Similarly, this approach was repeated with the different glycerophospholipid classes to capture isomeric and isobaric structural details where they were chromatographically resolved. Examination of the transition m/z 770.6/184.1 corresponding to the phosphatidylcholine/alkylphosphatidylcholine/alkenylphosphatidylcholine species PC(35:3)/PC(O-36:3)/PC(P-36:2) results in nine distinct peaks (Fig. 1b). Here we report the complete separation of diacyl odd-numbered phosphatidylcholine species, the non-plasmalogen ether lipids PC(O) and the plasmalogen ether lipids, PC(P). Results were confirmed by exploiting the susceptibility of plasmalogens to acid hydrolysis (Fig. 1b). The correlation structure of all 32 classes and subclasses along with clinical variables is depicted in Fig. 1c.

Concordance of associations between two studies with AD

After adjustment for covariates (including age, sex, body mass index (BMI), total cholesterol, HDL-C, triglycerides, site of sample collection, APOE ε4 alleles, omega-3 supplementation and statin use). There were 12 and 3 classes significantly associated with AD in the AIBL and ADNI1 cohorts, respectively, after false discovery rate (FDR) correction (Fig. 2), corresponding to 147 and 87 lipids, respectively (219 and 157 uncorrected, Fig. 3). Meta-analysis using a fixed-effects model identified 197 lipids and 11 classes associated with AD between both cohorts (Figs. 2 and 3). The lipid classes associated were predominately from the sphingolipid classes: dihydroceramides (dhCer), trihexosylceramides (Hex3Cer), GM3 gangliosides (GM3), GM1 gangliosides (GM1) and ether lipids classes: alkylphosphatidylcholine [PC(O)], alkenylphosphatidylcholine [PC(P)], alkylphosphatidylethanolamine [PE(O)], alkenylphosphatidylethanolamine [PE(P)], alkyldiacylglycerol [TG(O)].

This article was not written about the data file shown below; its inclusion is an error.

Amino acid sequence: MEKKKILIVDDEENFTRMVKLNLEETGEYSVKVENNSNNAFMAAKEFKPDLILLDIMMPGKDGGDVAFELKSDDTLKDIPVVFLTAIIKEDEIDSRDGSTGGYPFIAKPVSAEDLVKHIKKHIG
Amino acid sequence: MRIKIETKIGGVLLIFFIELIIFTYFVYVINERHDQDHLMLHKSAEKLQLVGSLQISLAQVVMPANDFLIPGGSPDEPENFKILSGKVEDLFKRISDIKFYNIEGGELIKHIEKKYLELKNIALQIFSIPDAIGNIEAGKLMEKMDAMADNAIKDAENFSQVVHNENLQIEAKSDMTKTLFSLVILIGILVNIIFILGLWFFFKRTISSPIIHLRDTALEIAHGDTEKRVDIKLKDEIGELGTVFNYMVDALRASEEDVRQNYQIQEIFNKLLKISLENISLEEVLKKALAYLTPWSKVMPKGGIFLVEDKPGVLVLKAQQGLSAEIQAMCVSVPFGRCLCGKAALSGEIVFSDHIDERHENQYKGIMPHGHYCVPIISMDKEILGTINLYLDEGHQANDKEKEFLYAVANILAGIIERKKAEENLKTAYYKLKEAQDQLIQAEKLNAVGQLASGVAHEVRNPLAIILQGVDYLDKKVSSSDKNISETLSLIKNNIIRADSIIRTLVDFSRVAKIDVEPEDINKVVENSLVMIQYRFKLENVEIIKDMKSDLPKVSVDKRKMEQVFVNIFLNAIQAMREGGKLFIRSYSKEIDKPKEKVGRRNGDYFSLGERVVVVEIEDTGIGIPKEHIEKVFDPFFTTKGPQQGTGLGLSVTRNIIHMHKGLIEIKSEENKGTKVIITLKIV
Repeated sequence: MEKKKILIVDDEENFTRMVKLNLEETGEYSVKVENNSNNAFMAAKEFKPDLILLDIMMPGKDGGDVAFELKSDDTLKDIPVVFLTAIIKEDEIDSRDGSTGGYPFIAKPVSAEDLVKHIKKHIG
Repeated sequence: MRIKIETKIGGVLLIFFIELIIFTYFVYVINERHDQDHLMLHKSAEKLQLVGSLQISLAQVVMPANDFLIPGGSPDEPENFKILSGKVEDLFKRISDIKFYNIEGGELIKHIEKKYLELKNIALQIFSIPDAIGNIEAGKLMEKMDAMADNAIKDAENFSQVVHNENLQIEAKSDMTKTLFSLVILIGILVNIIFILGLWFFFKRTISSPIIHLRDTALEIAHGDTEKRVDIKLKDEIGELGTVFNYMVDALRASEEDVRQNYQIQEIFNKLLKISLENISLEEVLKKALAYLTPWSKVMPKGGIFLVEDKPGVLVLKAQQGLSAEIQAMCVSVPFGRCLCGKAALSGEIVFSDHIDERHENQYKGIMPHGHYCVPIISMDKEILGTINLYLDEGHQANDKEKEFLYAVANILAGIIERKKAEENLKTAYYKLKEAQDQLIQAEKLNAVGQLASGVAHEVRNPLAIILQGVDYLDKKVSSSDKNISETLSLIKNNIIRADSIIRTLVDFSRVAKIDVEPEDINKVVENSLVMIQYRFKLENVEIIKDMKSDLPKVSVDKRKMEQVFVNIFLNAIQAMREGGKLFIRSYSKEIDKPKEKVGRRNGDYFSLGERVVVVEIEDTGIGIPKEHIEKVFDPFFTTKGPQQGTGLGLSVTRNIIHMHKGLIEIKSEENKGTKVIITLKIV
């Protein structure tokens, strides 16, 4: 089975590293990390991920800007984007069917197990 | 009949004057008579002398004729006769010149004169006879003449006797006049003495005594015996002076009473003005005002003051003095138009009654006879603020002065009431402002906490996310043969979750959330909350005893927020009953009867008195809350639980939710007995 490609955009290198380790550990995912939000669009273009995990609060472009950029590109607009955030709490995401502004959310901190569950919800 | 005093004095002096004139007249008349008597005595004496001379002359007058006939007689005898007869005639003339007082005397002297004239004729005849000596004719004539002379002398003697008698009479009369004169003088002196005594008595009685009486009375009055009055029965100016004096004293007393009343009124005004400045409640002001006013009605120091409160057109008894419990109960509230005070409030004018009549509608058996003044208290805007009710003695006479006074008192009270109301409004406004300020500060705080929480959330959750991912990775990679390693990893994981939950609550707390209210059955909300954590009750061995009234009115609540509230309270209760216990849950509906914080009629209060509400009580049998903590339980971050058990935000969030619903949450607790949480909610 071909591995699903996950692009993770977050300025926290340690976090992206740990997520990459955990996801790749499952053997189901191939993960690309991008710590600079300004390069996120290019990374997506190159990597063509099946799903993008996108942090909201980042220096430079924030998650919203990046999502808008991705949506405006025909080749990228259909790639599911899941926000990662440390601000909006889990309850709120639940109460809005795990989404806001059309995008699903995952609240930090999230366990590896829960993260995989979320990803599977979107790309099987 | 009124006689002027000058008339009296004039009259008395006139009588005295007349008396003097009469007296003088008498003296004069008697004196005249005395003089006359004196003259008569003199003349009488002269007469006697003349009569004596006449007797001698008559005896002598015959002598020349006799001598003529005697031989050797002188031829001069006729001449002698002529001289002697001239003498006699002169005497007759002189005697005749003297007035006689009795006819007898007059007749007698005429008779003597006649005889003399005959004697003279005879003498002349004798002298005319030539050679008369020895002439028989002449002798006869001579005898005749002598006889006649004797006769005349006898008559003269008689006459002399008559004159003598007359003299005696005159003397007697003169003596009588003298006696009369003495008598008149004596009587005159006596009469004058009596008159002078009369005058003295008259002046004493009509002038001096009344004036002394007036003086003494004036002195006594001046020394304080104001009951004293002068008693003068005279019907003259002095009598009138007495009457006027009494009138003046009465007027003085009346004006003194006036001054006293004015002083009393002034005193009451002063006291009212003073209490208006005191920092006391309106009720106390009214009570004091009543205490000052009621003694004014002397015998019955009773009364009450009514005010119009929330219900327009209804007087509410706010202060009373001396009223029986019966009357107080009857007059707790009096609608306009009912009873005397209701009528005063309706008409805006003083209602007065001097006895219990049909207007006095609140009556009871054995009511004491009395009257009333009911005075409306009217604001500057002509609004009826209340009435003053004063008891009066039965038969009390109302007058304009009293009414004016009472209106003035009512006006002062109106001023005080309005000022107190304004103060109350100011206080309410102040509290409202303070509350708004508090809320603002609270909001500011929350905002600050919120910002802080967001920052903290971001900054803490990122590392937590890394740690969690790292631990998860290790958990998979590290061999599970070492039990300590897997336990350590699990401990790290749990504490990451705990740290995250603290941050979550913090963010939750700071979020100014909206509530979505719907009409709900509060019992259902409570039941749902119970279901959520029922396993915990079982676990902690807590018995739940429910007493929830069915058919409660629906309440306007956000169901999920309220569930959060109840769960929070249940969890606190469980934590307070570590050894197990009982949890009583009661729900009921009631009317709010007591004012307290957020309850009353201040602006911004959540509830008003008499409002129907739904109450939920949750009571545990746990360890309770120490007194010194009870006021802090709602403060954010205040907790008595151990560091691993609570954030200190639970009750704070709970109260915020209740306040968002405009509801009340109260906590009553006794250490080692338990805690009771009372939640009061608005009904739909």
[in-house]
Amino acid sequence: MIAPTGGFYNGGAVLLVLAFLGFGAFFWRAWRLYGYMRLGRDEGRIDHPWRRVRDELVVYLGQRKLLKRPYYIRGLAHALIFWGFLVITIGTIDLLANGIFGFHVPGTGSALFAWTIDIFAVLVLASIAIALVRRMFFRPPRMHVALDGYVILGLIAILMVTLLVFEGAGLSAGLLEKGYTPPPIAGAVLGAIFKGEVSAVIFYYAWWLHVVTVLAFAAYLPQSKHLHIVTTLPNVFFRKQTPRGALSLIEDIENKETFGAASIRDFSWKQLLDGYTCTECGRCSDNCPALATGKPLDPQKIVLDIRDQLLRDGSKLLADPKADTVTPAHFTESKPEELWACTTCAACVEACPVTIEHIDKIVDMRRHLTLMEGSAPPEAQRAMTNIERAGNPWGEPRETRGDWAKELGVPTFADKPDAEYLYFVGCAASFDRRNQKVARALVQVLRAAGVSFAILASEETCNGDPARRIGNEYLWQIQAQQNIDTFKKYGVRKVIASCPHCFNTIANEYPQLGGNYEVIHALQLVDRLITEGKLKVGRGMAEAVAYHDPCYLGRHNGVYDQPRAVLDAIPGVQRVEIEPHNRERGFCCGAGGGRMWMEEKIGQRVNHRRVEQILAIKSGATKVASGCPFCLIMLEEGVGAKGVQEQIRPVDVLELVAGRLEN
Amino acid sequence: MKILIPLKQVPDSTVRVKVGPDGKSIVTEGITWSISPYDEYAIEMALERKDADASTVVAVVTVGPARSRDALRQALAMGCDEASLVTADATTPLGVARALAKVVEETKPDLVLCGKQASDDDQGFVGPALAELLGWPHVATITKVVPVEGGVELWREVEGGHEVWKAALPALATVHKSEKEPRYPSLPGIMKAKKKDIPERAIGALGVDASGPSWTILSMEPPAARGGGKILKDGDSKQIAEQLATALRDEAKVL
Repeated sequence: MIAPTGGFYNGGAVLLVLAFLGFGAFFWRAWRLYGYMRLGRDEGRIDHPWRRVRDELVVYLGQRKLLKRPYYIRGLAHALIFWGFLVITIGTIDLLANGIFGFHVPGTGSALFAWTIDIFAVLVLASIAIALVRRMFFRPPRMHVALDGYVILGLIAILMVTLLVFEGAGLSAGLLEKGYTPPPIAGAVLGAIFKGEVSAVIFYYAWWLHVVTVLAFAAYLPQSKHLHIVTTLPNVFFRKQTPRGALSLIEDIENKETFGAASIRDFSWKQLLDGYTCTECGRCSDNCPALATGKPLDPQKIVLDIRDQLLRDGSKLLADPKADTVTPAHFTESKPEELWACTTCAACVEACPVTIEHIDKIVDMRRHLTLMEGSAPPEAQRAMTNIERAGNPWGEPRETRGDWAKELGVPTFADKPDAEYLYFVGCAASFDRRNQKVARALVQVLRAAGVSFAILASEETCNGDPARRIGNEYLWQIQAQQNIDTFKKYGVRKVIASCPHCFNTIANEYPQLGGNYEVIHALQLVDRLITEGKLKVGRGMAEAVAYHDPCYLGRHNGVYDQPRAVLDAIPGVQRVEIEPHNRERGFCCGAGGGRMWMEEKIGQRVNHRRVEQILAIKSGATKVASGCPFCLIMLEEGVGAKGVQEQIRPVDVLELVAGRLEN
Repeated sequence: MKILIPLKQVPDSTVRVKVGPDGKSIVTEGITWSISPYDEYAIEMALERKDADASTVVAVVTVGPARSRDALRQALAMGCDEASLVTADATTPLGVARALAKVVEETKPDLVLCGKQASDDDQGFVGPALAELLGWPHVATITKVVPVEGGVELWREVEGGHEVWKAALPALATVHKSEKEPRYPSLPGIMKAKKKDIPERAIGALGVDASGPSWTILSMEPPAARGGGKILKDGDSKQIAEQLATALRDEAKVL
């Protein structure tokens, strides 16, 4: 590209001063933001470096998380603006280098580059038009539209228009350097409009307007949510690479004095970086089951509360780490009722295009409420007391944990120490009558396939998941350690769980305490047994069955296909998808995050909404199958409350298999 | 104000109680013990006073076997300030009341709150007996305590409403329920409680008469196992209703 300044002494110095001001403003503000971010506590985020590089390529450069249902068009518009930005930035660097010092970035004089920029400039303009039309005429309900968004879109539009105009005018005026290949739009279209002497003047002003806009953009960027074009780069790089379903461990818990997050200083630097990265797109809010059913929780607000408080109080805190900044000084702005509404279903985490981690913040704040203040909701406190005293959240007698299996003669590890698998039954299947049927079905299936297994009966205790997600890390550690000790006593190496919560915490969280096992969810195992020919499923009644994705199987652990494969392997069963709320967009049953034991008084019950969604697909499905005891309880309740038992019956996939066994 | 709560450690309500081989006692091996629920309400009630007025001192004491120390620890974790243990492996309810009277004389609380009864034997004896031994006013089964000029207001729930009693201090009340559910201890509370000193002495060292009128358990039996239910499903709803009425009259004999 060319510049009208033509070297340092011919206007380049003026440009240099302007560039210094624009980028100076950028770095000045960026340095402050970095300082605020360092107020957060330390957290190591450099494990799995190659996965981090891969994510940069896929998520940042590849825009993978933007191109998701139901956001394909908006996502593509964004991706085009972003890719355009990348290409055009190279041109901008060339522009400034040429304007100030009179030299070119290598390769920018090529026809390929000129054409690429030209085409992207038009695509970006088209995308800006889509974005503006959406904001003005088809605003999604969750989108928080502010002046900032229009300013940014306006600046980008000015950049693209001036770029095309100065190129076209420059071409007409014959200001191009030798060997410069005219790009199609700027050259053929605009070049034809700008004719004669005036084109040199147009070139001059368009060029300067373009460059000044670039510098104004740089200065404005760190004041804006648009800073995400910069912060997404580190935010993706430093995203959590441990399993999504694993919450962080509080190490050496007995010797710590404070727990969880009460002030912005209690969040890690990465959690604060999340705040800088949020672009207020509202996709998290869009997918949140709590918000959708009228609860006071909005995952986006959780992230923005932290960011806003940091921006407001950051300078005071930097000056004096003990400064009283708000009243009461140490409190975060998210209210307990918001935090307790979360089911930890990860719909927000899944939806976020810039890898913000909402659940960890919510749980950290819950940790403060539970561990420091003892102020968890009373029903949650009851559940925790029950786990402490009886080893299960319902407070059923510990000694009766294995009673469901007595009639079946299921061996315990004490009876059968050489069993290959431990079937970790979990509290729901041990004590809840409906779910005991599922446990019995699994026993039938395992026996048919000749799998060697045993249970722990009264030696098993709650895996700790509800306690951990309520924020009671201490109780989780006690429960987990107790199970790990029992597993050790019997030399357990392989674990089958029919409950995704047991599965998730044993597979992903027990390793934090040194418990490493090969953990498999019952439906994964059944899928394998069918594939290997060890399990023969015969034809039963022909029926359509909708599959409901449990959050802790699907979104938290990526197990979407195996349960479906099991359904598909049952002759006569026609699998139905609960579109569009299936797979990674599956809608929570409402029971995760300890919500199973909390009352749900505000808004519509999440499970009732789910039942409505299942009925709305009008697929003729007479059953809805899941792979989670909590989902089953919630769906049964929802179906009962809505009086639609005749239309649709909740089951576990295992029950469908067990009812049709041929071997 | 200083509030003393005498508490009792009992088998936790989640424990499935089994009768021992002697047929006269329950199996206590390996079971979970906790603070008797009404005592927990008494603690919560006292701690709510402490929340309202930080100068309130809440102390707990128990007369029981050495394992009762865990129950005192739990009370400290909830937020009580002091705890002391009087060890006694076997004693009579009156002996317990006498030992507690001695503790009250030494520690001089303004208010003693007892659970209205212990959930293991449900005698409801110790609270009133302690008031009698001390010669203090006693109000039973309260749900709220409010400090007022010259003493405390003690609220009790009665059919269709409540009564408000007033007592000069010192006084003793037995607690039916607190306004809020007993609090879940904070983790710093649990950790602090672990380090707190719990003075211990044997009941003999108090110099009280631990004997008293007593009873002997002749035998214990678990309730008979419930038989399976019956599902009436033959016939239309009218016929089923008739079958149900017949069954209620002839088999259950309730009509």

Fig. 2: Associations of lipid class totals with prevalent and incident Alzheimer’s disease.

Forest plots of lipid class associations for a prevalent Alzheimer’s disease (logistic regression, AIBL = 268 cases, 696 control, ADNI = 178 cases, 210 controls) and b incident Alzheimer’s disease (Cox regression, AIBL = 68 cases, 714 controls, ADNI = 166 cases, 397 controls). Lipid classes are generated by the sum of each individual species measured in each class. Regressions are adjusted for age, sex, BMI, total cholesterol, HDL-C, triglycerides, number of APOE4 alleles, statin use and omega-3 supplementation. AIBL was further adjusted for time points (only in logistic regression analysis) and site of blood collection. ADNI was further adjusted for fasting status.

Fig. 3: Associations of individual lipid species with prevalent Alzheimer’s disease.

Forest plot outlining the logistic regression results of individual species, between controls and prevalent AD in both the AIBL (blue n = 268 cases, 696 controls) and ADNI (red, n = 178 cases, 210 controls) cohorts with the combined meta-analysis in the middle (green). P value was corrected for multiple comparison using approach by Benjamini and Hochberg. Covariates include age, sex, BMI, total cholesterol, HDL-C, triglycerides, number of APOE4 alleles, statin use and omega-3 supplementation. Additional covariates for AIBL include site of blood collection and time point while ADNI includes fasting status. Open circles, not significant; closed dark circles, significant after FDR correction; coloured circles, top 20 associations ranked by p value.

While all plasmalogens (alkenyl classes) are ether lipids, not all ether lipids are plasmalogens. This distinction is important when factoring in their biological significance. Independent of multiple covariates, the majority of the ether lipid classes were negatively associated with AD (Figs. 2 and 3a). This effect is compounded when the ether lipids are esterified with omega-3 fatty acids, such as the 22:6 acyl chain (docosahexaenoic acid, DHA). However, it should be noted that ether lipids with polyunsaturated fatty acids other than omega-3 were still negatively associated with AD (Fig. 3b and Supplementary Table 3), highlighting that the effect is not necessarily driven by omega-3 fatty acids. A non-glycerophospholipid subclass of ether lipids, alkyldiacylglycerols, TG(O), were negatively associated with AD, despite the species measured predominately containing saturated or monounsaturated species (Figs. 2 and 3).